I didn't meet an openly gay person — at least, one of my generation — until my freshman year at UC Irvine. The resident advisor for my dorm announced casually to her group during welcome week that she was a member of the campus group Irvine Queers, and that pretty much ended the topic, as I never heard anyone bring up her sexuality for the rest of the year.
She was a terrific resident advisor, which may have been why people left her alone. But having lived through a decade of public school, where "That's so gay" was the most popular insult, and even effeminate boys insisted that they were straight, I found myself amazed at how unassumingly she fit into the group. No slurs tacked on her door, no obtrusive questions, no girls (or boys) tensing up when she walked into the room. Perhaps, with a woman living under the roof who didn't flaunt her sexuality but wasn't ashamed of it, gay jokes seemed like a waste of energy.
The last few weeks have brought a series of news stories about gay teenagers and one college student who committed suicide after persistent bullying. The struggle to legalize same-sex marriage and repeal "Don't Ask, Don't Tell" has been called the last great American civil rights struggle, but changing laws can only accomplish so much — it can't stop an eighth-grader from hurling an epithet or a wet wad of toilet paper.
I have personally known dozens of gay and lesbian people, including friends, professors, coworkers and interview subjects, and I sometimes get lulled into thinking sexuality isn't much of an issue in modern-day society. But the headlines regularly demonstrate that that isn't the case. So last week, I sat down with members of the Gay Straight Alliance at Huntington Beach High School to hear their views about tolerance on campus.
It was an off-the-record conversation — out of respect for the students' privacy, I agreed to withhold their names — and the group I spoke to comprised both gay and straight students. I had come seeking the answer to a simple question: Are the recent national headlines isolated cases, or is school really a place of terror for students who come out of the closet?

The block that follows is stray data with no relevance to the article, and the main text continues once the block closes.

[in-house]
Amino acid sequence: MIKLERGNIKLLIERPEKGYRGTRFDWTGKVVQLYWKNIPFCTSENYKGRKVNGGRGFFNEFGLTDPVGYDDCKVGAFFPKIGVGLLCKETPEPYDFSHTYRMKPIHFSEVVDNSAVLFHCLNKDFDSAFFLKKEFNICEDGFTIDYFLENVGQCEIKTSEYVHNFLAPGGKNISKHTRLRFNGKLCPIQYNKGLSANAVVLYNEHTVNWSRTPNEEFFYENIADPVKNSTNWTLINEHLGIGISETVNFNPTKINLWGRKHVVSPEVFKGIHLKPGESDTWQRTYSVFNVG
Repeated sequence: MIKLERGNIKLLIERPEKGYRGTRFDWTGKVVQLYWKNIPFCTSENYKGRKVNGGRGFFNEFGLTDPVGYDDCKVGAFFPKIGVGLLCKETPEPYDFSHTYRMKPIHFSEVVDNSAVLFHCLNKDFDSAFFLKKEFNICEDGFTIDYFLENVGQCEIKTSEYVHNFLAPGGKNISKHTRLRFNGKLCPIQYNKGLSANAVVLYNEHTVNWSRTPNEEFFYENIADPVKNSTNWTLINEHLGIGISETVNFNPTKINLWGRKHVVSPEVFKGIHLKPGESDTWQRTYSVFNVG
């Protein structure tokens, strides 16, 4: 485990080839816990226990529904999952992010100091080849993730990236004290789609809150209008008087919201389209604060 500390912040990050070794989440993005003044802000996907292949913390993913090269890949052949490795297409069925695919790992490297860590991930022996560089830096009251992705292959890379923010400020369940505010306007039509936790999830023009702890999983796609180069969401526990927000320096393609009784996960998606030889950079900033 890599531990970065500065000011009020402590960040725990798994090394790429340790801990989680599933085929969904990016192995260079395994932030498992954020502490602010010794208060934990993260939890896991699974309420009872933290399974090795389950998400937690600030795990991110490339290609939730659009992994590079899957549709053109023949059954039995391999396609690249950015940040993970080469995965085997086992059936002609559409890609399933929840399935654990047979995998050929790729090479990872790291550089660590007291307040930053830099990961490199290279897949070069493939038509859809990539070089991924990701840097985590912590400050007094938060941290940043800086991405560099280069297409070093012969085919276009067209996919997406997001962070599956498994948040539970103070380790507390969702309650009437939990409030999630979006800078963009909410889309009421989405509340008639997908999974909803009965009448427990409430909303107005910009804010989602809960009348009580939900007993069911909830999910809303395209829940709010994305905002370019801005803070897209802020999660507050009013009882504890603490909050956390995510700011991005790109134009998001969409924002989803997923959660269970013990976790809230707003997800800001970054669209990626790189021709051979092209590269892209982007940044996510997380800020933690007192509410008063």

The truth, they said, is somewhere in the middle. But their answers were encouraging in a few ways.
It's helpful to remember, first of all, that gay-straight alliances are a modern concept. The first one began in Massachusetts in 1988, and the GSA Network, which encourages students to form alliances, launched a decade later. A recent survey by the Gay, Lesbian and Straight Education Network showed that students felt more comfortable in schools with alliances and strong anti-bullying policies.
Likewise, the students I spoke to said they felt more comfortable in their club than in anywhere else on campus. Elsewhere, they said, they heard derogatory names behind their backs and heard jokes made about them and their friends. The straight members of the club said they weren't spared the treatment — many people assumed they were gay and taunted them as well.
At the same time, they said, going to campus wasn't always the ordeal described on the news. Students who were openly gay but didn't refer to it constantly tended to be left alone. And the abuse directed at others tended to be verbal rather than physical, and even then, rarely face-to-face.
"It used to really drag me down," one student said, "but I've learned to brush it off."
Maybe that isn't much consolation. Maybe, given the insecure nature of many teenagers, high school will never be an entirely welcoming place. The title of a recent nationwide video project meant to encourage gay teens not to abandon hope — "It Gets Better" — indicates that teaching adolescent tolerance may only go so far.
But that title is correct: It does get better, or at least, it can. Of all the things I learned as a UCI freshman, that's one of the few I still remember.
City Editor MICHAEL MILLER can be reached at (714) 966-4617 or at email@example.com.